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Solve the following system of equations for real number $x$ and the prime numbers $y$ and $z$.

$$ \left\{ \begin{array}{c} \frac{1}{x}+\frac{5}{y}-\frac{1}{z}=0 \\ x-yz=0 \\ \end{array} \right. $$

I started to do this problem by finding the common denominator but I stuck. I think that I have to change this system to a simple linear system of equations, but I don't know how to do it. In the last step, I found an equation which is $y-5z=1$.

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The equation you found should be $y-5z=1$, hence $y = 1 + 5z$. Note that $y, z$ are prime numbers, if $z\neq 2$ then $y$ must be even, which means $y=2$, and this is impossible. Therefore, $z=2$ , $y=11$ and $x=22$.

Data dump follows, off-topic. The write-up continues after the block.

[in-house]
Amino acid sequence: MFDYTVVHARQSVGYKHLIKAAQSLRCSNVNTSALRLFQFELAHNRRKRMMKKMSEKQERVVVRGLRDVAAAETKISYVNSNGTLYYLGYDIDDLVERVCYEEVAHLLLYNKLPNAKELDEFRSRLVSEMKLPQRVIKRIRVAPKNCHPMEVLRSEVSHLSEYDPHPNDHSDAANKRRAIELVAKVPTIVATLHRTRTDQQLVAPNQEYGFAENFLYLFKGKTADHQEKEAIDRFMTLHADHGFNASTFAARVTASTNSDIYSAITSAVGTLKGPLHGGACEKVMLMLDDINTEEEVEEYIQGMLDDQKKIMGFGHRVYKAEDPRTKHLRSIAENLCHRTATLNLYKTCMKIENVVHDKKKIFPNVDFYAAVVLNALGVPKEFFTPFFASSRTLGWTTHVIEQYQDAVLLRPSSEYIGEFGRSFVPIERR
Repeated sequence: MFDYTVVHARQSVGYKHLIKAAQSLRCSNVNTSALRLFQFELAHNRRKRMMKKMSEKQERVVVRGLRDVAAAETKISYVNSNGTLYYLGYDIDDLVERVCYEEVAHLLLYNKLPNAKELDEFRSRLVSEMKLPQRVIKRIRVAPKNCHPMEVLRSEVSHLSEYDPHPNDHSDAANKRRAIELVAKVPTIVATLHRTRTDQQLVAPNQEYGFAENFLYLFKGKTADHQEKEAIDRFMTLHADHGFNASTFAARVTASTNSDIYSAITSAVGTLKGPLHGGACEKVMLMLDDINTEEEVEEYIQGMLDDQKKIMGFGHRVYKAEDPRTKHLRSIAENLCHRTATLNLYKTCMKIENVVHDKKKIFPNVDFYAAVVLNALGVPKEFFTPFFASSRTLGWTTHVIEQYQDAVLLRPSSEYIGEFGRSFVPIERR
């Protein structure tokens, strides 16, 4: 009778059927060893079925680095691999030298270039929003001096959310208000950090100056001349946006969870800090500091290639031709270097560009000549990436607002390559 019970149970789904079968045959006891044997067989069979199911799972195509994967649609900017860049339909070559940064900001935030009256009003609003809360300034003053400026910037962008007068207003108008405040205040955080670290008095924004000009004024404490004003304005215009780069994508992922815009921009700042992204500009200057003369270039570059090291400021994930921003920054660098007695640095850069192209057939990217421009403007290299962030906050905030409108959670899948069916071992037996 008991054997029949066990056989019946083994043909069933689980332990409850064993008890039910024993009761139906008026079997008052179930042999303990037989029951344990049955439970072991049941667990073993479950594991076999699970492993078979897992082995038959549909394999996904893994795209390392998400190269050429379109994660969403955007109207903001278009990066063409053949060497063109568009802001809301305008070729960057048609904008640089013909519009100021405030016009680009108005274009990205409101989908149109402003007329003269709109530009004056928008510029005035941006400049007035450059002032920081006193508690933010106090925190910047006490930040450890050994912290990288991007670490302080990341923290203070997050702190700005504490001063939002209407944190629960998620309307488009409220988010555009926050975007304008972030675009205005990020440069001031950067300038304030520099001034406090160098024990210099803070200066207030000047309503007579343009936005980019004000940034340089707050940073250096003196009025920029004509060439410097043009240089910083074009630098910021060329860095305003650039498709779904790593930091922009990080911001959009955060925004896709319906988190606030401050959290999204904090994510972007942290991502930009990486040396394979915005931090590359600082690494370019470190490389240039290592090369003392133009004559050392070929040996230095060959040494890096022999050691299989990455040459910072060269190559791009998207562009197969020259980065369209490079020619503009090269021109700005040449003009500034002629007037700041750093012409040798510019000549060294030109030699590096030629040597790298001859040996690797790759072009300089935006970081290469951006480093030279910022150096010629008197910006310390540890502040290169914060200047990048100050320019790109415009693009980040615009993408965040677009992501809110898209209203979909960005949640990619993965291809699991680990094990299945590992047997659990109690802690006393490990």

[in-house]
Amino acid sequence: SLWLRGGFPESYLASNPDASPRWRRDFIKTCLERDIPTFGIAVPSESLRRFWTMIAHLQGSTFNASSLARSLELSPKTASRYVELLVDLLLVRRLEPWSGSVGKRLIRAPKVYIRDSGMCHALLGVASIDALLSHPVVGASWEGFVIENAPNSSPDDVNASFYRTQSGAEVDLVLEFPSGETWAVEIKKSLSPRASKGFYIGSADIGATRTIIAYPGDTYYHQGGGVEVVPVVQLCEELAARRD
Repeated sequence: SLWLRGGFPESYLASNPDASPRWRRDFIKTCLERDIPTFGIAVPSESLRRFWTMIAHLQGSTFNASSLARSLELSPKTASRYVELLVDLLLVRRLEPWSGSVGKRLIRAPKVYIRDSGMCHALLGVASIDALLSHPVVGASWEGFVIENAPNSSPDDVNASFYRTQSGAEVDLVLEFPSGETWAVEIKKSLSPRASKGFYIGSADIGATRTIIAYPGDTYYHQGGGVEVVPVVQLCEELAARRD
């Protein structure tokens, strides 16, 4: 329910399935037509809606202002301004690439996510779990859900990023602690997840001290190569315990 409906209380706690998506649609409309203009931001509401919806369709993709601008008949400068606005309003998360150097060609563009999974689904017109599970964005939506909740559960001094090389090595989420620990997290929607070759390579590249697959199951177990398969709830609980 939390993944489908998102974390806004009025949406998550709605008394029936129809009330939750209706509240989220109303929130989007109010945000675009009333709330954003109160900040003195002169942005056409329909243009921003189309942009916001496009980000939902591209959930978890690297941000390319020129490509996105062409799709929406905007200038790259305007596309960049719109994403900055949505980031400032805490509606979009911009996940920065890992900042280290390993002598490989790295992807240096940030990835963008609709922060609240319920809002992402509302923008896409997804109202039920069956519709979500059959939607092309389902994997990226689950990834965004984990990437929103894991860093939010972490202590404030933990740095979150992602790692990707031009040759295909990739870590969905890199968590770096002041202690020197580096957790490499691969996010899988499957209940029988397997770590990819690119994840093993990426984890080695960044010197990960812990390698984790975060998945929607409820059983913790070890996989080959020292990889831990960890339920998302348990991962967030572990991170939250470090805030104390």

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  • $\begingroup$ You right. I typed it wrong. Thanks for the solution. $\endgroup$ – Nariman Zendehrooh Oct 7 '17 at 3:35
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The equation that you found is a little bit wrong: after bringing the first equation over a common denominator, you should get that $y-5z=1$, not zero. This can be rewritten as $y=1+5z$. Now, remembering that $y$ and $z$ are prime numbers, consider two cases: $z=2$ or $z$ is an odd prime.

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  • $\begingroup$ Thanks. You right! I typed it wrong. Sorry. And yes I got what you mean. Appreciate it. $\endgroup$ – Nariman Zendehrooh Oct 7 '17 at 3:37

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